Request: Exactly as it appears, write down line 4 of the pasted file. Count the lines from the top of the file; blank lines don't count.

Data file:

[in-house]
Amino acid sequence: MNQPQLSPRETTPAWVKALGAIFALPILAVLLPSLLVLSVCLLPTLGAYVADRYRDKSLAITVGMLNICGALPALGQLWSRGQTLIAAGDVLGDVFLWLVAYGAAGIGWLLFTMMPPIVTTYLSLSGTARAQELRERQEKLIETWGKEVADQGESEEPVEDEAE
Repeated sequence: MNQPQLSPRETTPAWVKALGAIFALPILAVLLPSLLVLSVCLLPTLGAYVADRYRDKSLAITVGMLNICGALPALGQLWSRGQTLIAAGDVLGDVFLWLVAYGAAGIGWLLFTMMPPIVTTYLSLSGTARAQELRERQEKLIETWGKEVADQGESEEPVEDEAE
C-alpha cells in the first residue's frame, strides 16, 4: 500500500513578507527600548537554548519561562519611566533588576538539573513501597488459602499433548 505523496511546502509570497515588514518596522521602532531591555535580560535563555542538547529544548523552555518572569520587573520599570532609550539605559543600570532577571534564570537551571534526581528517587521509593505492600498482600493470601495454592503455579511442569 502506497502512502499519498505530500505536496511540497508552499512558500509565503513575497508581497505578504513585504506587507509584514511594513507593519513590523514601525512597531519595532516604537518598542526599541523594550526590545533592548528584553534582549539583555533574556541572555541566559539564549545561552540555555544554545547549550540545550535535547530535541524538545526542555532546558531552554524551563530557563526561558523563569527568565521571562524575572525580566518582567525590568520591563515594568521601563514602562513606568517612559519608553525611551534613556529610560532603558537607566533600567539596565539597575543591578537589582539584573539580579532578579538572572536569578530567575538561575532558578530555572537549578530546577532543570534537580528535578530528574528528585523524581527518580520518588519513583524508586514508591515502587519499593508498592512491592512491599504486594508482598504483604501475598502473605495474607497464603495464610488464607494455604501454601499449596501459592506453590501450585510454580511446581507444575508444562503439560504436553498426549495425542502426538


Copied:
C-alpha cells in the first residue's frame, strides 16, 4: 500500500513578507527600548537554548519561562519611566533588576538539573513501597488459602499433548 505523496511546502509570497515588514518596522521602532531591555535580560535563555542538547529544548523552555518572569520587573520599570532609550539605559543600570532577571534564570537551571534526581528517587521509593505492600498482600493470601495454592503455579511442569 502506497502512502499519498505530500505536496511540497508552499512558500509565503513575497508581497505578504513585504506587507509584514511594513507593519513590523514601525512597531519595532516604537518598542526599541523594550526590545533592548528584553534582549539583555533574556541572555541566559539564549545561552540555555544554545547549550540545550535535547530535541524538545526542555532546558531552554524551563530557563526561558523563569527568565521571562524575572525580566518582567525590568520591563515594568521601563514602562513606568517612559519608553525611551534613556529610560532603558537607566533600567539596565539597575543591578537589582539584573539580579532578579538572572536569578530567575538561575532558578530555572537549578530546577532543570534537580528535578530528574528528585523524581527518580520518588519513583524508586514508591515502587519499593508498592512491592512491599504486594508482598504483604501475598502473605495474607497464603495464610488464607494455604501454601499449596501459592506453590501450585510454580511446581507444575508444562503439560504436553498426549495425542502426538